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"King Kong vs Godzilla" is a cult classic movie of the 1960s.

I was reminded of this film when my column last week on automatic 401(k) enrollment prompted a call from Mike Kolar, a Chicago CPA who has pioneered a seamless electronic tax refund program known as "Mr. Refund" offering a better mousetrap for taxpayers filing electronically.

McDonald's, GM and other large companies as well as the Army have adopted the program, but its use is voluntary on the part of employees.

What Mr. Refund solves is the problem of mistakes or oversights on e-filings. The average excess withholding was $2,237 last year, and that was before we consider state tax refunds or the lost tax savings overlooked in many cases. The cost of this service is $25 per person and is paid by the employer.

Where Mr. Refund intersects with Mr. 401(k) is the point at which an employee reduces his or her tax liability when he or she voluntarily defers income to a retirement account. Few employees, upon signing up for a 401(k) contribution, ever bother to revisit their "exemptive provisions" (IRS jargon for number of claimed dependents) to change their tax withholding amount. Instead, they leave their number of claimed dependents untouched and struggle to get by on the lower take-home pay created by their 401(k) contribution or even low income tax credits.

It takes a lot of self-discipline and foresight to use a 401(k) plan effectively, but what reasonable person would also want to compound their sacrifice by making an interest-free loan to the U.S. government? In fact, 77 percent of all Americans overpay their taxes and get at least some money back.

We have the right to tell our employer how much to withhold. Mortgage payments, actual dependents, charitable contributions, 401(k) contributions, Section 125 contributions and other deductions all combine to reduce what we ultimately owe in taxes.

The number of dependents we may be claiming for withholding purposes has nothing to do with children. It is a calculation determined by how much net income we will have after all deductions are subtracted. We claim the number of dependents that will line up our withholding amount to the amount we will actually owe. Any payroll service or human resource person can help with this calculation.

The average contribution for hourly wage employees is about 6 percent of pay per year, and the average hourly annual income is about $30,000. This puts the average 401(k) contribution at $1,800. If the average excess withholding amount is $2,237, then employees are loaning more to the government than they are depositing into their retirement savings. Of course, we get the excess withholding back, and we all like what amounts to a Christmas club of annual forced savings, but most of us are always struggling with cash flow. We tend to blow the tax refund on whatever, then continue the struggle until the next January.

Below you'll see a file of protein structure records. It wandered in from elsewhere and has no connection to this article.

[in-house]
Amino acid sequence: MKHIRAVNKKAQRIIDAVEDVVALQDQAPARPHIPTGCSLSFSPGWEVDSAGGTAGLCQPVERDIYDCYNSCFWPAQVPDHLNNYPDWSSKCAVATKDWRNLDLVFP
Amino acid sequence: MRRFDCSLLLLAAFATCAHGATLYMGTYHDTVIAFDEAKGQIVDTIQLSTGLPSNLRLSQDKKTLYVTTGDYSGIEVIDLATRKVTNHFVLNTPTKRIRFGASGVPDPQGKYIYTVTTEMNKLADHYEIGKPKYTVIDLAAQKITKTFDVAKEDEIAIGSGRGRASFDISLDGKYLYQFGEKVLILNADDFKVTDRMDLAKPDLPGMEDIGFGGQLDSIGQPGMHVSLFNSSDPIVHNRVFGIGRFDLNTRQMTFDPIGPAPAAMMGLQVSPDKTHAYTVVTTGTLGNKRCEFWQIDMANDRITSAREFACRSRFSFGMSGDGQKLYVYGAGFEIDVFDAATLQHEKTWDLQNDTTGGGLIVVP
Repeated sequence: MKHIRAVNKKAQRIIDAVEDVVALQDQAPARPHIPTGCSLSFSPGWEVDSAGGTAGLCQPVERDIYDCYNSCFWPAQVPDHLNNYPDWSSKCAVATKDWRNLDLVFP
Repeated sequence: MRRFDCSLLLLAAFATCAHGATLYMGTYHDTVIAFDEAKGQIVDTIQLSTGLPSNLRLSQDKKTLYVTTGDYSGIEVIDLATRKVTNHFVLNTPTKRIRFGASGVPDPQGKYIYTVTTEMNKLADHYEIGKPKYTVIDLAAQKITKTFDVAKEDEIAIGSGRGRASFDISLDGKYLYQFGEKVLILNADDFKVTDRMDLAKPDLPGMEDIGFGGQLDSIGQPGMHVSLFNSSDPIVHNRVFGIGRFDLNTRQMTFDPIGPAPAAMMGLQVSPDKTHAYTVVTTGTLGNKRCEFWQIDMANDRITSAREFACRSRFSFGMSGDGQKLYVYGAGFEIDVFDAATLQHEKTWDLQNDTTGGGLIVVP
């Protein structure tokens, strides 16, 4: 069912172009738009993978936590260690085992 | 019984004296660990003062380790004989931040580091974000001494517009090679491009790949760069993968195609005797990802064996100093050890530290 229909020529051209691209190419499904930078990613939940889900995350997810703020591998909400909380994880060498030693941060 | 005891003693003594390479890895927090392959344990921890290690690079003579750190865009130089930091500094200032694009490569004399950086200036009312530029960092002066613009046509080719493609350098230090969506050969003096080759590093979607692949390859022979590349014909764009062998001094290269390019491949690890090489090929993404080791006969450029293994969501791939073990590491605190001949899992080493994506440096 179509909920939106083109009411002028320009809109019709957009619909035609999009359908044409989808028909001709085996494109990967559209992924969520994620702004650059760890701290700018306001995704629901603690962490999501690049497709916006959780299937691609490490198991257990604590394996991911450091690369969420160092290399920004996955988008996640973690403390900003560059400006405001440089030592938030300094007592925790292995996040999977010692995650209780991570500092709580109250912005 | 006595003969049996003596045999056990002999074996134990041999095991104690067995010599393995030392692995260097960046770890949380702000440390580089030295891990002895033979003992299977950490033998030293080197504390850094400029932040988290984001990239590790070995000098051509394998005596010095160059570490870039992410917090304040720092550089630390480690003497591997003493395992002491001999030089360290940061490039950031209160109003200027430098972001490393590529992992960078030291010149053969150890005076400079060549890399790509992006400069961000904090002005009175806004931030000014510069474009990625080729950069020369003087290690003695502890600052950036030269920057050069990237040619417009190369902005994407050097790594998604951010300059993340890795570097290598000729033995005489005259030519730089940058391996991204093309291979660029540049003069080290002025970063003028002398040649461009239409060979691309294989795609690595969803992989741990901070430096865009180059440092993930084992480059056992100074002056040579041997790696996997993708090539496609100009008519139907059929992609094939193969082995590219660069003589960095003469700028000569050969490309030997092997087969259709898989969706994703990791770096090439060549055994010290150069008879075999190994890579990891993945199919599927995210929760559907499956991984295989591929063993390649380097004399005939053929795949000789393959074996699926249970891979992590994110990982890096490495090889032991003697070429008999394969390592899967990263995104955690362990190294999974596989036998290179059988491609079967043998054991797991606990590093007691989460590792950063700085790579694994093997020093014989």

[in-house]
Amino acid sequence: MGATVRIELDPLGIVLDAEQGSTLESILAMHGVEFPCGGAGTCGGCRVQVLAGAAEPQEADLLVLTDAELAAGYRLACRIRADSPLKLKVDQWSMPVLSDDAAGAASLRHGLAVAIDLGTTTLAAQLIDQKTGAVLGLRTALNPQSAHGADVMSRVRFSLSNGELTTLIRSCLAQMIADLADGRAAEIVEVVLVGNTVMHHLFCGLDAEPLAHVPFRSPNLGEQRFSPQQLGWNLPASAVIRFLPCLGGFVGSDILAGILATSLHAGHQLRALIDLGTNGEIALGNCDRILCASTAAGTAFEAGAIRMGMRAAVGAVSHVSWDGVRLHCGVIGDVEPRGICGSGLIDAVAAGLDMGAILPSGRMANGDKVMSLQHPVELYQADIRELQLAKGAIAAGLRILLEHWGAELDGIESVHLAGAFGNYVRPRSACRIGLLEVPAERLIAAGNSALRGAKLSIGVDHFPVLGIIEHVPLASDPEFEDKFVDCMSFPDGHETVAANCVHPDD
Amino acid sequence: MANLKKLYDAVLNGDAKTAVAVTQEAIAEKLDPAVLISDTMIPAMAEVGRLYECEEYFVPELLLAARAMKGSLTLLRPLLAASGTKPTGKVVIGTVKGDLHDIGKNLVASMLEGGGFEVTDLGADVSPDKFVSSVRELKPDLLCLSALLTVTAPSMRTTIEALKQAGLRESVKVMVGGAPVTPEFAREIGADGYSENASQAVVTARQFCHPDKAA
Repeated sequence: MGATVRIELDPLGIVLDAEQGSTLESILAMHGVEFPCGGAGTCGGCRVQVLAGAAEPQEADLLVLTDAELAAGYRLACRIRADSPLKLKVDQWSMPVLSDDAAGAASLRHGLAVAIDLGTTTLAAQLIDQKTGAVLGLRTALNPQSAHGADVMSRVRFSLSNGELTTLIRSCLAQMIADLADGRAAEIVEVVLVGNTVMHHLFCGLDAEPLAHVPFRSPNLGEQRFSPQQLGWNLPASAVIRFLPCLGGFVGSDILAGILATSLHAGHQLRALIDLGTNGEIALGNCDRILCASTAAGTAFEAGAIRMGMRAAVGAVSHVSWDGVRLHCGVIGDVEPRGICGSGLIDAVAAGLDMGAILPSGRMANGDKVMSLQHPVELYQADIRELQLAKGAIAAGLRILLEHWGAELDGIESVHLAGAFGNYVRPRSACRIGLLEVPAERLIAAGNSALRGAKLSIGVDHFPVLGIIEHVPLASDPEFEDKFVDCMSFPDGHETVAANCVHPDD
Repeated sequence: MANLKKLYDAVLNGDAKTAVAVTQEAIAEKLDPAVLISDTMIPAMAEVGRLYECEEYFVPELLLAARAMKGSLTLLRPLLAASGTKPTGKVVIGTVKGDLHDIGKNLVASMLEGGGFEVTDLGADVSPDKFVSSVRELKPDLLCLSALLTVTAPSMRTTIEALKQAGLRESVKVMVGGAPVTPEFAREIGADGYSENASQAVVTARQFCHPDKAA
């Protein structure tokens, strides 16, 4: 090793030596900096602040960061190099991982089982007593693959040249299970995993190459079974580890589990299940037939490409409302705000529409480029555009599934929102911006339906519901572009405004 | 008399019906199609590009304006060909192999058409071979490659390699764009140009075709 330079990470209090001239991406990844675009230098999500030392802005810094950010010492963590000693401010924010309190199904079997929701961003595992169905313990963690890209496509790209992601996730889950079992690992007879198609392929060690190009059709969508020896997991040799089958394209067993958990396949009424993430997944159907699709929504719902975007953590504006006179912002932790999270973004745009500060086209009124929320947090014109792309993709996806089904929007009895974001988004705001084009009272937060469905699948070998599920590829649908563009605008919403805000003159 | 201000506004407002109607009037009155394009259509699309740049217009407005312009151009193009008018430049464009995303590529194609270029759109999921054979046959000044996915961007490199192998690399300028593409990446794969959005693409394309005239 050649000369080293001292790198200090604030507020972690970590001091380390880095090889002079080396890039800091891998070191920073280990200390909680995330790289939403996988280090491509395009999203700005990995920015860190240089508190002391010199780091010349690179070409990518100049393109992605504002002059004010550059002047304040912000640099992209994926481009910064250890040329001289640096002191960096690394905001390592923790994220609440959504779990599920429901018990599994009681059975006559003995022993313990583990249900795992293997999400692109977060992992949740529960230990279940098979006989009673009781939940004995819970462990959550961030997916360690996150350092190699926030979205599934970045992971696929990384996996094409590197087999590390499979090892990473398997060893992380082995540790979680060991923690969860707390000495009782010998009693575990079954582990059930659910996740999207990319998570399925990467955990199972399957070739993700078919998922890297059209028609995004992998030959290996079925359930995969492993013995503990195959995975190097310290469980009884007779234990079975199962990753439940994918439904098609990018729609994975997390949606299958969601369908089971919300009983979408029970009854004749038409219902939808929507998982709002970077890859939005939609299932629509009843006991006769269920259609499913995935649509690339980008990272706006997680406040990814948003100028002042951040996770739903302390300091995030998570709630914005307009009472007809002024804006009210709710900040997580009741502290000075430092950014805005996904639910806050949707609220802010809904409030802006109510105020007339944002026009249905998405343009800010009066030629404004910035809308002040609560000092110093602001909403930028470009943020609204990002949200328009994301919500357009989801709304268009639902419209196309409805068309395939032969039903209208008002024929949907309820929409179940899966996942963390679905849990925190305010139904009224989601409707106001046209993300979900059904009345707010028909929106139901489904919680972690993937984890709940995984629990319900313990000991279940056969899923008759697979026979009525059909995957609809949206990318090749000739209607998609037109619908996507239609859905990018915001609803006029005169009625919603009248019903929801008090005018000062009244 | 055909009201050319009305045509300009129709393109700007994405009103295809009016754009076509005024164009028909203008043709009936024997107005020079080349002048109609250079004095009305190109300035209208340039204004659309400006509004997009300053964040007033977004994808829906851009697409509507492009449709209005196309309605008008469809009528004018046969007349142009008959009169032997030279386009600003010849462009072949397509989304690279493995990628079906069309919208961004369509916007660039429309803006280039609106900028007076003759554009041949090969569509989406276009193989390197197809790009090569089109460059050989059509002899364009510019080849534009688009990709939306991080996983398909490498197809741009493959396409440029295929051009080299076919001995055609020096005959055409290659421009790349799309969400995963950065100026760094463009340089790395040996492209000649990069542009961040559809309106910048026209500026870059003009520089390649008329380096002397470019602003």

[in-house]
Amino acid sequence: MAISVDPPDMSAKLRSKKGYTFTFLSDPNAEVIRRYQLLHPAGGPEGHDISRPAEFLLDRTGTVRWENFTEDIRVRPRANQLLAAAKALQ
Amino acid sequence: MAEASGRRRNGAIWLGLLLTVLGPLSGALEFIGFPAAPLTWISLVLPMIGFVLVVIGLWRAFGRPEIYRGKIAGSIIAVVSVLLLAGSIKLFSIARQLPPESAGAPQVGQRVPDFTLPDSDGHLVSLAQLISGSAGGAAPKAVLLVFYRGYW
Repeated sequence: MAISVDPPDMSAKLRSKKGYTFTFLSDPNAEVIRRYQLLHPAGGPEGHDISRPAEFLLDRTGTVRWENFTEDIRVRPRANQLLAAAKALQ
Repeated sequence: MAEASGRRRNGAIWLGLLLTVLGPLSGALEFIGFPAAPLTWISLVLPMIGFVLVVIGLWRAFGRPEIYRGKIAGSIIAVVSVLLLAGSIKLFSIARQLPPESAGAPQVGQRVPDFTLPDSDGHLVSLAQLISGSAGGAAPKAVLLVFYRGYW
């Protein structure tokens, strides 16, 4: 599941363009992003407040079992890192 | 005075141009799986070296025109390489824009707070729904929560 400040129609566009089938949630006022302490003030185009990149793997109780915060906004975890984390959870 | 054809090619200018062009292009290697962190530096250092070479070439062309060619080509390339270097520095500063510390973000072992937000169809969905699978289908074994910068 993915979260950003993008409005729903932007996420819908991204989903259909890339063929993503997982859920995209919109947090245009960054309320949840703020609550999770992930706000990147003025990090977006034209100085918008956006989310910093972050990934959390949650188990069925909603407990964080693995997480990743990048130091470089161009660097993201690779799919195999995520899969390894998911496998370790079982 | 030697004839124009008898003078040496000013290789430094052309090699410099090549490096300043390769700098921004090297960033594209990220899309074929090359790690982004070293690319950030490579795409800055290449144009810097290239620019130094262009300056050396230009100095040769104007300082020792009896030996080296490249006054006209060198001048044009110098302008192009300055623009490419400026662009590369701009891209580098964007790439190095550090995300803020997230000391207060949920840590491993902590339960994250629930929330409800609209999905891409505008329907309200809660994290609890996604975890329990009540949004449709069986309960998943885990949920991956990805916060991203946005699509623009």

Like the original "Ghostbusters," Mr. Refund and Mr. 401(k) combine forces to create what we'll call "Tax-busters!" An accurate tax return from Mr. Refund for the previous year will give us an indication of what we will have to pay in the coming year. Then we work with payroll to adjust our withholding to a correctly anticipated amount.

On average, this turns our 401(k) contribution of $1,800 into a $4,037 contribution without reducing our take-home pay by one dime. How can that be?

The average 401(k) of $1,800 plus the average excess withholding of $2,237 equals $4,037. Sure, the government needs money, but it gets enough based on what we actually owe. It doesn't need a short-term interest-free loan that would otherwise be better invested in our 401(k)s. Moreover, we get a further tax deduction for the $2,237 that further reduces the taxes we owe. This is known as simultaneous equation or, in this case, a downward spiral of our tax obligation.

Companies adopting automatic enrollment especially owe it to employees to help with this tax arithmetic to lighten the load and to help employees save as painlessly as possible.

In California, the typical take-home pay cost of a $1,000 contribution is $650. If we recover another $300 of excess withholding, the take-home pay cost of that $1,000 is as low as $350. All this wealth-building created by the stroke of a pen: Who can resist it?